How to Deal with Stupid, Part 4/10: The Activist Playbook: How Stupid Keeps Winning

This blog was originally published on 18/12/15 and its reprint is part of the new site update. See the French translation. It is interesting to see that, over the last year, this blog has become the basis of so many one-day training sessions with different groups who have realised the need for developing a bespoke Industry Playbook. It has been a wonderful experience to meet so many motivated people fed up with seeing a profession and industry they love get continually beaten up by Stupid.

This series on How to Deal with Stupid has so far defined stupid as a self-suspended idea system built around an erroneous paradigm, well communicated on social media within a silo that easily confirms bias that can impassion its followers with a religious fervour that, in the case of environmentalism, adds meaningfulness and allows a belief-system to propagate. If that were all, it would be easy to ignore Stupid, leave it to their cult followers and move on to other things. Except that in the policy arena, Stupid keeps winning on regulatory issues that are beginning to cost societies greatly in loss of benefits, opportunities, public health safety and, more and more, loss of life. In order to understand how Stupid keeps winning, we need to examine their tried and tested Activist Playbook. First a few examples of the regulatory success of stupid, and why our time is fast becoming known as the Age of Stupid.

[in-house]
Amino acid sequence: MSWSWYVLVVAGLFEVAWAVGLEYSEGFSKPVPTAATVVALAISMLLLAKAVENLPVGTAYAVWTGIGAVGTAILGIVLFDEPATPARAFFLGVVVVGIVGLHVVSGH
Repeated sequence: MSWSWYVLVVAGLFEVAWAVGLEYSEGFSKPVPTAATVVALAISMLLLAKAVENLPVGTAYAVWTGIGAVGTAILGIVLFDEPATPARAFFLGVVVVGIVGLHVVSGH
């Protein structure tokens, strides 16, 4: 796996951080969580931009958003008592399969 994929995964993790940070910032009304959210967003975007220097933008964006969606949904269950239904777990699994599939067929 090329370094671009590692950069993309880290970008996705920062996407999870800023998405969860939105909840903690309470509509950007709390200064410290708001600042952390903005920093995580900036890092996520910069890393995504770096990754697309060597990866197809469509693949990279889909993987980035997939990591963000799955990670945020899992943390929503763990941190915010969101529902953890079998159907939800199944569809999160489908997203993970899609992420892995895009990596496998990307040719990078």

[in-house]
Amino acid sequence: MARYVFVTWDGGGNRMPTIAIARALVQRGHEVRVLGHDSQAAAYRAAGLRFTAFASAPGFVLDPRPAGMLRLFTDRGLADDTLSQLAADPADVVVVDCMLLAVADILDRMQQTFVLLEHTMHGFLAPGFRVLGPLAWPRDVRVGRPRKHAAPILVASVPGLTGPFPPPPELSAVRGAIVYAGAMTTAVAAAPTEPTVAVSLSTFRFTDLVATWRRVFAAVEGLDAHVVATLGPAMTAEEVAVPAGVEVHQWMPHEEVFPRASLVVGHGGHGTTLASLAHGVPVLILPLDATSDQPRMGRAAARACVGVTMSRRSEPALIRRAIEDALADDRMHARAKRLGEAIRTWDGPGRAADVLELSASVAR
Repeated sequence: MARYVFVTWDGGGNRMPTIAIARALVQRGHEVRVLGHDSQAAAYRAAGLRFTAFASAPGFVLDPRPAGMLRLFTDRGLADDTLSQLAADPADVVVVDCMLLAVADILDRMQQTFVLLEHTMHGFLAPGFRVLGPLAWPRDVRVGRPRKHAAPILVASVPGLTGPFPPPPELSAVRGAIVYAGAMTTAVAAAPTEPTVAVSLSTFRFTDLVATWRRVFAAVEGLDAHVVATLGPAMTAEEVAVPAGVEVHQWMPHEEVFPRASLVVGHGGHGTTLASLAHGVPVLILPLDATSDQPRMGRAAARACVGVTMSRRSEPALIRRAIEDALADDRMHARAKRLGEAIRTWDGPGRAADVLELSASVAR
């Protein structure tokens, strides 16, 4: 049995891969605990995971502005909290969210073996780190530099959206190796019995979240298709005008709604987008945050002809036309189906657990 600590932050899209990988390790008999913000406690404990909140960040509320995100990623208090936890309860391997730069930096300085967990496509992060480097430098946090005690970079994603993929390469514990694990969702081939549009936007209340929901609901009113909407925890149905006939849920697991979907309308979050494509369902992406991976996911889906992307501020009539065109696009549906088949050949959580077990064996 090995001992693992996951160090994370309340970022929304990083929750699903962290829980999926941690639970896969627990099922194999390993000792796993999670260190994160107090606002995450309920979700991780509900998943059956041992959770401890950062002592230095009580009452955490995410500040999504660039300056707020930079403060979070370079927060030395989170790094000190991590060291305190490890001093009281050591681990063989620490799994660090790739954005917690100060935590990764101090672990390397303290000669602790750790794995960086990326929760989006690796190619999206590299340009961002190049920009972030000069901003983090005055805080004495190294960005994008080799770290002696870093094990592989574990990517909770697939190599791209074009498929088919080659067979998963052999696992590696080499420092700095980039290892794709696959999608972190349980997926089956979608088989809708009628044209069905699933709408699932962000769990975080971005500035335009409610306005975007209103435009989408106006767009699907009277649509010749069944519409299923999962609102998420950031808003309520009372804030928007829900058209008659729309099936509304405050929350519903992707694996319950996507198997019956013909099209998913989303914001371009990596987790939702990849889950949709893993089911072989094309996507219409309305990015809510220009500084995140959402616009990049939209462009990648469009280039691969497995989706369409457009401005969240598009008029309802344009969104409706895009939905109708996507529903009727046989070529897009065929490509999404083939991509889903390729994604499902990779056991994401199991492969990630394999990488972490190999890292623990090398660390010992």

The Beepocalypse: Cases of colony collapse of certain honeybee populations was experienced less than a decade ago. While not the first time this phenomenon had occurred, it was the first time in a social media driven world where well-funded activists saw an opportunity to run campaigns based on the fear of the extinction of all bees (and soon after, all humans – even resurrecting Einstein with a false quote). They took a complex issue with many variables and isolated a single campaign objective: banning a popular, safe and effective class of pesticides called neonicotinoids. The NGOs banded together, teaching poor beekeepers how to be good lobbyists and, with some dishonest activism within EFSA, managed to get neonicotinoids under a two-year precautionary ban. The problem is that the science did not support the campaign rhetoric. The EU’s own research showed that where honeybee populations were declining (most were actually increasing), it was due largely to cold winters or poor hive management leading to increased mite infestations. Two years later, the European Commission’s director responsible for bee health, Michael Flüh, and DG Santé Commissioner, Vytenis Andriukaitis, have both admitted that the neonic ban has nothing to do with saving the bees, and it looks likely that, with the expected activist save-the-bee onslaught in the coming months, the ban will be made permanent and farmers will continue to suffer poor harvests with higher costs to the consumer, the environment and the bees. How’s that for stupid?